I love that, no matter what, Cupid WILL NOT let go of the honey here. :) And that’s Cupid’s unflappable mother, Venus, with him. As you can see, the calmer the person, the calmer the bees. It’s a good reminder not to run flailing around when things get tense in the bee yard. Be like Venus, friends. Though I have to say that I can certainly relate to Cupid. Something similar once happened to me. Years ago, I failed to use my smoker when I opened a hive…I thought I could quickly slip in there without notice. And in the midst of some angry bees on my unveiled face, I swatted my eyeglasses into the bushes near the beehives. I still haven’t found them.

I’ll also admit that after I slung my glasses into the woods, I ripped off my shirt and swatted it wildly around my head as I attempted to outrun the bees. It was an ugly event.

I do, however, love the reminder that if bees didn’t sting, it would be like keeping a box full of flies…and what on earth fun is that?!

Dear Reader, no doubt you know by now—now that you are where you are in your life—that there is no sweetness without pain. Happy Valentine’s Day.

A Bee in Catherine Stehlin's window copy

A Bee in Catherine Comello Stehlin’s Window

 

 

 

Catherine Comello Stehlin has died. Some people are simply forces of nature, and when they leave us, they leave gaping holes. That’s the way I feel about Catherine, and I didn’t even know her that well. I wish I had. I loved her from the moment I first spoke with her on the phone, and I grew to love her more through several conversations and by watching her spirit-filled life on Facebook. I won’t go on and on, but I am not usually this crazy about people.

They say that when someone important to us dies, we should tell the bees. Which I have done. They need to know about the shifts in our world.

Anyway, several years ago, photojournalist Emily Maxwell spent some time with a few local beekeepers documenting the plight of the bees and urban beekeepers. Emily recorded Catherine’s voice, and I like hearing it. To hear it for yourself, click on this link and then watch the slideshow titled “The Rise of CCD and Urban Beekeeping in Cincinnati.” There, at about the half-way point, you’ll find images of Catherine and her fire-escape bees. And you can hear her voice as she talks about them.

 

(photo by Emily Maxwell)

 

 

 

 

Sam Comfort and Anarchy Apiary queens

So far, so good from Anarchy Apiaries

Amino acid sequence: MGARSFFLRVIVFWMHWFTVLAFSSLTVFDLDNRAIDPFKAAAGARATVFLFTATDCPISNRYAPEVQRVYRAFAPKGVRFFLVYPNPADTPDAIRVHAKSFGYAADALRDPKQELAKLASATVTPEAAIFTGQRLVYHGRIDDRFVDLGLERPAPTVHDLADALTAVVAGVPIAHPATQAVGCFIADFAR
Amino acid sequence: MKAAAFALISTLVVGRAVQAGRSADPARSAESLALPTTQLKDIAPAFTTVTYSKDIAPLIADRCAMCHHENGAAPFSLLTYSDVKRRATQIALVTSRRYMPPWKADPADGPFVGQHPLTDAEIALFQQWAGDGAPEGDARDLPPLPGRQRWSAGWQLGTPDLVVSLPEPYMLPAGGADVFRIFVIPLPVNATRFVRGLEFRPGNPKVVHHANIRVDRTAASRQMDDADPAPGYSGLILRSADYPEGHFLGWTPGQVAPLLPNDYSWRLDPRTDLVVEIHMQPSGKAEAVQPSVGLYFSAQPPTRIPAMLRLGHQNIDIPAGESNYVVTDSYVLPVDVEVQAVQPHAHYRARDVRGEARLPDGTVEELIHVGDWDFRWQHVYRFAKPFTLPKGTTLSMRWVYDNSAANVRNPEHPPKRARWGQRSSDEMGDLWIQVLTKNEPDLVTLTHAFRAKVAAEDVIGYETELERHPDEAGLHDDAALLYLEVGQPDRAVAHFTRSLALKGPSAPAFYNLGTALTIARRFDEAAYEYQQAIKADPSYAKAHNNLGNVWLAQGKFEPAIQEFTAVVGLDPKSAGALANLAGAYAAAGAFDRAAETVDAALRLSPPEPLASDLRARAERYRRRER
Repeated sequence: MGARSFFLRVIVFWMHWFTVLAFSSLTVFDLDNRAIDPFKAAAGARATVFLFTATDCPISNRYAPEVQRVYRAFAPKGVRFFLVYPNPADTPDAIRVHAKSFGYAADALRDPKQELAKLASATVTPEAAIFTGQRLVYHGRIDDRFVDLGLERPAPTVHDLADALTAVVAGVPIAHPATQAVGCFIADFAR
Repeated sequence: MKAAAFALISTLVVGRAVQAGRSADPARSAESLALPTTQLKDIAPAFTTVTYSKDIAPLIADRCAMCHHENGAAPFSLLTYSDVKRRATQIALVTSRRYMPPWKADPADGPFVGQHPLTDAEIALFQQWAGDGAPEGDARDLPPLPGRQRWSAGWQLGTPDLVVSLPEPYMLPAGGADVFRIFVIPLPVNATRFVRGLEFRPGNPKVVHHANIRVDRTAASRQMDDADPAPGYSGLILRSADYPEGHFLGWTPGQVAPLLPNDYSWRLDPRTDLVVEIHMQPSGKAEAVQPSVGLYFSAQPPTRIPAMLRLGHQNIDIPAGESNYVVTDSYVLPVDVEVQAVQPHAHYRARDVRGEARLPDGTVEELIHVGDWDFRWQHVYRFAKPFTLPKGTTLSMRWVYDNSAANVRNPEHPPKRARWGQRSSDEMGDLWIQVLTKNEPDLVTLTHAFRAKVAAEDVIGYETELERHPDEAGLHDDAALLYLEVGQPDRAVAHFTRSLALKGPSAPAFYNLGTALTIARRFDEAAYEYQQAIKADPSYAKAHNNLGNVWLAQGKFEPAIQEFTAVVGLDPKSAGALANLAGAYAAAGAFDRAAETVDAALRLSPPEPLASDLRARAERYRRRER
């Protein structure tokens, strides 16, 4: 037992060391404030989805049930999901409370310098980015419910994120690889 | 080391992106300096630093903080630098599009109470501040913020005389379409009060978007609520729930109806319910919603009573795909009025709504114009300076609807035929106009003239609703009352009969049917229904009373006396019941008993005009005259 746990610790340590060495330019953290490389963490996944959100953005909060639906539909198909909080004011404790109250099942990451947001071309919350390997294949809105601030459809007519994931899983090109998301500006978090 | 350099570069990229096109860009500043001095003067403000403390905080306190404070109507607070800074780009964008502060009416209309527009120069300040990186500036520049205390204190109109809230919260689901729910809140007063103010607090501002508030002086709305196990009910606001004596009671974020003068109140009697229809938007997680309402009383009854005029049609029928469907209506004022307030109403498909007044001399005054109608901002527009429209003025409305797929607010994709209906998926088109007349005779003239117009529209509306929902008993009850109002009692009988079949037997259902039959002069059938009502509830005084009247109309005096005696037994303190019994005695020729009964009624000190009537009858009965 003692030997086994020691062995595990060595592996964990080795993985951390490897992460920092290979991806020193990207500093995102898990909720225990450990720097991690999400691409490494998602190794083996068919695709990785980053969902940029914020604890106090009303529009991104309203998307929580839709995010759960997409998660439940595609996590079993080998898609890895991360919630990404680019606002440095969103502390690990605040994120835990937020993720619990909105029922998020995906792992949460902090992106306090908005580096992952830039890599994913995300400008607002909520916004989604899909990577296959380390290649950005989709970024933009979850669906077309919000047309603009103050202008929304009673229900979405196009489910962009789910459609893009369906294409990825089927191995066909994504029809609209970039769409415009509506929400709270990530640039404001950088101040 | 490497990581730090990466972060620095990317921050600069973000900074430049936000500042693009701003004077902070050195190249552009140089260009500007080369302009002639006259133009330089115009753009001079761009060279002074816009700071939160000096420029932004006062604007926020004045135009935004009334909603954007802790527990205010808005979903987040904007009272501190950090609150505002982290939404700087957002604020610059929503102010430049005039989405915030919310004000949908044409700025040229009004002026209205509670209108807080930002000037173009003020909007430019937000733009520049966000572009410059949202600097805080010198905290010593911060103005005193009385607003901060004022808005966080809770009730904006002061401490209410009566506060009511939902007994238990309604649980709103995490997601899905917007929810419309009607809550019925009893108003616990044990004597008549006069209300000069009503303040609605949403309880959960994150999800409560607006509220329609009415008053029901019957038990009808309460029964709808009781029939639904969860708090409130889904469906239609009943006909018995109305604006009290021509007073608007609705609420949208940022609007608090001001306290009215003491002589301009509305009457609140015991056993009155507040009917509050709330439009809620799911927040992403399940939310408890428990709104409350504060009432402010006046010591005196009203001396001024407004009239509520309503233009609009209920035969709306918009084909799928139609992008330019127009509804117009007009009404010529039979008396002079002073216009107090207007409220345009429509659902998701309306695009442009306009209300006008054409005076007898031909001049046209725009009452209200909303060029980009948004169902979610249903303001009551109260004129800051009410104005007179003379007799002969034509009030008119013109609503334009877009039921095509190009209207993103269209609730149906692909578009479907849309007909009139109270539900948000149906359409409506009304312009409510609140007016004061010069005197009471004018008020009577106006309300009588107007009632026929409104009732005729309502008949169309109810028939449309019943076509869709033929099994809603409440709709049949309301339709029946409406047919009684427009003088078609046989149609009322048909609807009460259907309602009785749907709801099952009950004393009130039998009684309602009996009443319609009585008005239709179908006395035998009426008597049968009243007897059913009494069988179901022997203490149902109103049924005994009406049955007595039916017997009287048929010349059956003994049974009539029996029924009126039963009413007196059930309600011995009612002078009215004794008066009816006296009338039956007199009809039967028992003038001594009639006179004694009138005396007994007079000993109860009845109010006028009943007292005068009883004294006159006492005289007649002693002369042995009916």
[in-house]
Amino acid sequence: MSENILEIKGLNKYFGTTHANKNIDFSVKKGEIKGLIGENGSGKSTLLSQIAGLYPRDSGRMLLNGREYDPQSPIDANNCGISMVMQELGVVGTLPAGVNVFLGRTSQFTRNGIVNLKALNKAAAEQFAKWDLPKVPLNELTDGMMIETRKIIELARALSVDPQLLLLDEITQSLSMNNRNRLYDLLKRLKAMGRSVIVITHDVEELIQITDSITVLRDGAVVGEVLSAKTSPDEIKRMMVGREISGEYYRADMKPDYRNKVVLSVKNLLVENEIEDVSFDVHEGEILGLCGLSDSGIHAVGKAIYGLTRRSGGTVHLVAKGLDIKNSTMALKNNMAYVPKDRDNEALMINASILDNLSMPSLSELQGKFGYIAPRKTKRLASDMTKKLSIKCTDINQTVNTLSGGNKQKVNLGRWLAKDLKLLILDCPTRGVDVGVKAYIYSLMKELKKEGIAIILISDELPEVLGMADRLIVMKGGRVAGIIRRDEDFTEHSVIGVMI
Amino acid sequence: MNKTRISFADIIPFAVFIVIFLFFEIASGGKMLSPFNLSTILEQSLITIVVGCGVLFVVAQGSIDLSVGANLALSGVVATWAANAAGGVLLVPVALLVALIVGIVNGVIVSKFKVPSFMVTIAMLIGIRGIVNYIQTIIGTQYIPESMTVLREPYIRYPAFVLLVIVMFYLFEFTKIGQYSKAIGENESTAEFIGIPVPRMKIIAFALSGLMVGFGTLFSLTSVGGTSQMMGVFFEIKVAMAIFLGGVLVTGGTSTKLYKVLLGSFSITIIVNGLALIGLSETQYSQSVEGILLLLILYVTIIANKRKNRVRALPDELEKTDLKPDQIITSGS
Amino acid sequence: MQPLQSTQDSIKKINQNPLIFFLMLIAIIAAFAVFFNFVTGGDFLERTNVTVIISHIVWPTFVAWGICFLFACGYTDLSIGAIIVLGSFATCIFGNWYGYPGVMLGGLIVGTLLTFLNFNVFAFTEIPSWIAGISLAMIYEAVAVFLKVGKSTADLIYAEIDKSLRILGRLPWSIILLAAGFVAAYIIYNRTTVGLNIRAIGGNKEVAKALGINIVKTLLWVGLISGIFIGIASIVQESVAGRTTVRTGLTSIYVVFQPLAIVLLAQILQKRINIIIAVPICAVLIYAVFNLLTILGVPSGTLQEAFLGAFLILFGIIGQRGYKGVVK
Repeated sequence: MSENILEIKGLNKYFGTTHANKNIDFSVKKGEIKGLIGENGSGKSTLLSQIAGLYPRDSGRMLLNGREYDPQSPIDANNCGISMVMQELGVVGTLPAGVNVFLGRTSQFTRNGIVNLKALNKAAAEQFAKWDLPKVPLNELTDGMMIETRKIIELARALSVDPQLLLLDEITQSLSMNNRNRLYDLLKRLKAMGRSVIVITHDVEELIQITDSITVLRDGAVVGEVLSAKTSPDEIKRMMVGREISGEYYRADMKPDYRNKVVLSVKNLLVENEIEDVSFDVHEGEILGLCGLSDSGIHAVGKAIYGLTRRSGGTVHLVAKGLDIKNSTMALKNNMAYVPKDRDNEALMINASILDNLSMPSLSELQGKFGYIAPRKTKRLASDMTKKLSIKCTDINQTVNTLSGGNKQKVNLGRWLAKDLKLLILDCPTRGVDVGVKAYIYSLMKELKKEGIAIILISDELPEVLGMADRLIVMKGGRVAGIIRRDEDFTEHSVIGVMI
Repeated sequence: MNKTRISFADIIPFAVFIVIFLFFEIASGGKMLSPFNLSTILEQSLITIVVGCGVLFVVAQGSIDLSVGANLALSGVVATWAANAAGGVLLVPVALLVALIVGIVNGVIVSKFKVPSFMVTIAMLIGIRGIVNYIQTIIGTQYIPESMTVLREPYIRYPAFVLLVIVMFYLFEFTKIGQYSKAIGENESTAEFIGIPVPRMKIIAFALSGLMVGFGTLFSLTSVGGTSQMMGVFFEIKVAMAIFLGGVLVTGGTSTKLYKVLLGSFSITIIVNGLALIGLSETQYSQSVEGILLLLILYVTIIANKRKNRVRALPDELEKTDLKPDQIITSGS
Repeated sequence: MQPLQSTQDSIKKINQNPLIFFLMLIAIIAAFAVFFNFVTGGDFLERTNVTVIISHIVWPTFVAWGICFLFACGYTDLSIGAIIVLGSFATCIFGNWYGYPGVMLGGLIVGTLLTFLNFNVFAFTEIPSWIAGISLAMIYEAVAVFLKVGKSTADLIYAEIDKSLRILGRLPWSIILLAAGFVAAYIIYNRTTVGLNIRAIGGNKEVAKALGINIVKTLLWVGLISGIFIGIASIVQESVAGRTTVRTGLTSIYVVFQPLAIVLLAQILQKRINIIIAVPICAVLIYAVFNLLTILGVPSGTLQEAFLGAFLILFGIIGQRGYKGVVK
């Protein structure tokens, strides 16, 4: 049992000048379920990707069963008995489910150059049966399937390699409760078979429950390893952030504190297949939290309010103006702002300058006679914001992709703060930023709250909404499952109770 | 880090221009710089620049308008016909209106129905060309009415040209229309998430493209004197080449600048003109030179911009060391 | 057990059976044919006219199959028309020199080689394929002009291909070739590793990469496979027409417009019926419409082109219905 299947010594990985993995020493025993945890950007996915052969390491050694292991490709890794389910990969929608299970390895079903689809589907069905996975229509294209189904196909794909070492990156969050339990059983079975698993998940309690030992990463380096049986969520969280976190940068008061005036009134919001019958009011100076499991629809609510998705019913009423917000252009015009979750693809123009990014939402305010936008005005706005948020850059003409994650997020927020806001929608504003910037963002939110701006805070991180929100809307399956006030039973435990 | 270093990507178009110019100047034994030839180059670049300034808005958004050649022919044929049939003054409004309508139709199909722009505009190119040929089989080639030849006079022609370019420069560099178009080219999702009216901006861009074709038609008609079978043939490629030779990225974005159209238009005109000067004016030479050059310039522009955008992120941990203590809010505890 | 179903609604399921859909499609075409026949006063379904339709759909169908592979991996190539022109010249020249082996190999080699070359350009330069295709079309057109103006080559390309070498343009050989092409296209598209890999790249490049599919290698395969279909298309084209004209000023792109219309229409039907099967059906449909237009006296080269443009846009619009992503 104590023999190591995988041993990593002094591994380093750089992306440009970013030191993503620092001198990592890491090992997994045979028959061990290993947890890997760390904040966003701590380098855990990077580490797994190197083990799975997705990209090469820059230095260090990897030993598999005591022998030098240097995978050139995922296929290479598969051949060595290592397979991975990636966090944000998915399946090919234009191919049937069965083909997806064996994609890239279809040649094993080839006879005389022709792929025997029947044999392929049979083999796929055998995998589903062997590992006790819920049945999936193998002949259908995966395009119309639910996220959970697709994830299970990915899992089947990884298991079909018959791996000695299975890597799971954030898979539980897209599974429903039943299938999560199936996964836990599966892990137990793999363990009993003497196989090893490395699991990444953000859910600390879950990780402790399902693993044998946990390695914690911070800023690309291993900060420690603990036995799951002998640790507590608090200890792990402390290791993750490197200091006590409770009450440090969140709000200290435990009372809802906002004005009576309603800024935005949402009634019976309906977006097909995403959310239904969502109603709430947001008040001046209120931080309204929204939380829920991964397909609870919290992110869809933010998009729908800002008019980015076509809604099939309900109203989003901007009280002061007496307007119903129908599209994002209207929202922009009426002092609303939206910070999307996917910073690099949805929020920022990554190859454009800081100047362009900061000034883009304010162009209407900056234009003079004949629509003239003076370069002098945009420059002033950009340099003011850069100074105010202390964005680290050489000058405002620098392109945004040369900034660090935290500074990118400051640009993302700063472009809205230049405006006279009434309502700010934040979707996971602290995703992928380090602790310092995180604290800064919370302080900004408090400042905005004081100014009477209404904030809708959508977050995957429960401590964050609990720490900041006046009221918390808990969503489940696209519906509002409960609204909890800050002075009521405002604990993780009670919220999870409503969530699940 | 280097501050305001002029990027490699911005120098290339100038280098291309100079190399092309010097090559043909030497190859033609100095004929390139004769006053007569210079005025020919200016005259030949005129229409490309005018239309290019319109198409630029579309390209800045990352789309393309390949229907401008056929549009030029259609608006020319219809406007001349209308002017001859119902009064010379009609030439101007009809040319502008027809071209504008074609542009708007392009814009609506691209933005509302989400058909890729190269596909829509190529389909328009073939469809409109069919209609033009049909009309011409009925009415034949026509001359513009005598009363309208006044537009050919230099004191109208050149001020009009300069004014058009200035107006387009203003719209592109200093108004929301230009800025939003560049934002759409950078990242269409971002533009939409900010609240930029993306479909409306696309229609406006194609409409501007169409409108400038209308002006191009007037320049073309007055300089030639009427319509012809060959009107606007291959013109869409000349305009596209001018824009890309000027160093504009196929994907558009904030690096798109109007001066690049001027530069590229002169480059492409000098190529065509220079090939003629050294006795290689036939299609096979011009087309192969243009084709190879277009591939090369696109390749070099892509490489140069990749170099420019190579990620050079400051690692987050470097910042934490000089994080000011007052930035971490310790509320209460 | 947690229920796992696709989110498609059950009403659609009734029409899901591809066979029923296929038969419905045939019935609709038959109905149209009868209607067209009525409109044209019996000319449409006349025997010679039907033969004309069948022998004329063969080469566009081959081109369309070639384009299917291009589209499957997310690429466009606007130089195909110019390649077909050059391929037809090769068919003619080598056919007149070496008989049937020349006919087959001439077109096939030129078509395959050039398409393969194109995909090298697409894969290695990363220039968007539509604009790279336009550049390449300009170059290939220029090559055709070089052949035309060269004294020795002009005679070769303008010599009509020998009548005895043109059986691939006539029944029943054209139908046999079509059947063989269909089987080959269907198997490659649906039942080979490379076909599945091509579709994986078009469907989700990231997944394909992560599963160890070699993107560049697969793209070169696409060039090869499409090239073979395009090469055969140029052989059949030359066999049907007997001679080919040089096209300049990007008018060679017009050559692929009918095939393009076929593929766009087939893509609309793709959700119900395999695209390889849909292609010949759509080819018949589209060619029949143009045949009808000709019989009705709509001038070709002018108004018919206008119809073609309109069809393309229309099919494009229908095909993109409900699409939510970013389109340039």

Sam Comfort and Anarchy Apiary queens

 

The temperatures these past couple of weeks have given those of us in Ohio an opportunity to check on the bees and to feed sugar candy or honey to those colonies running low on stores. I’ve made a wonderful discovery, Reader: By my calculations (which might be off by a smidgen because my record keeping isn’t perfect), every single hive in which I introduced a queen from Anarchy Apiaries is still living. What a joy to open a hive in which a colony is quietly working toward spring.

Colonies with genetics from my own queens…queens that I started from local surviving stock…are still flying as well. Though I’m not ready to produce quantities of queens, Sam Comfort is. So, if your hive died this winter, I suggest you consider replacing your queens mid summer with those from Anarchy Apiaries.

 

bees on honeycomb

Take it Down a Notch

Okay, friends. I’m just gonna post this little WKRC video about the bees at the zoo farm right here. But I cringe when I see it. Because I must have been hyped up on adrenaline when the news people came around. I hate to think I really talk this fast and that I sometimes sound so know-it-ally. I don’t know what it is about the presence of a video camera that makes us act differently. And I don’t know what it is that makes me feel as if I need to have all the right answers when journalists ask their wonderful questions. I prefer humility. I don’t mind self confidence, but I dislike sounding as if I am certain of every single thing.

I’ve decided to speak more slowly. And to take that extra moment to think before I speak. And to smile as I think. All of which should make me a more pleasant person to hang with, don’t you think? Sometimes I miss that slight drawl in the conversations of my native Texans. Because there’s a certain casualness to it. A drawl makes you feel as if not everything is an emergency. And it’s usually drawled out with a slight smile as if to say, everything will be all right.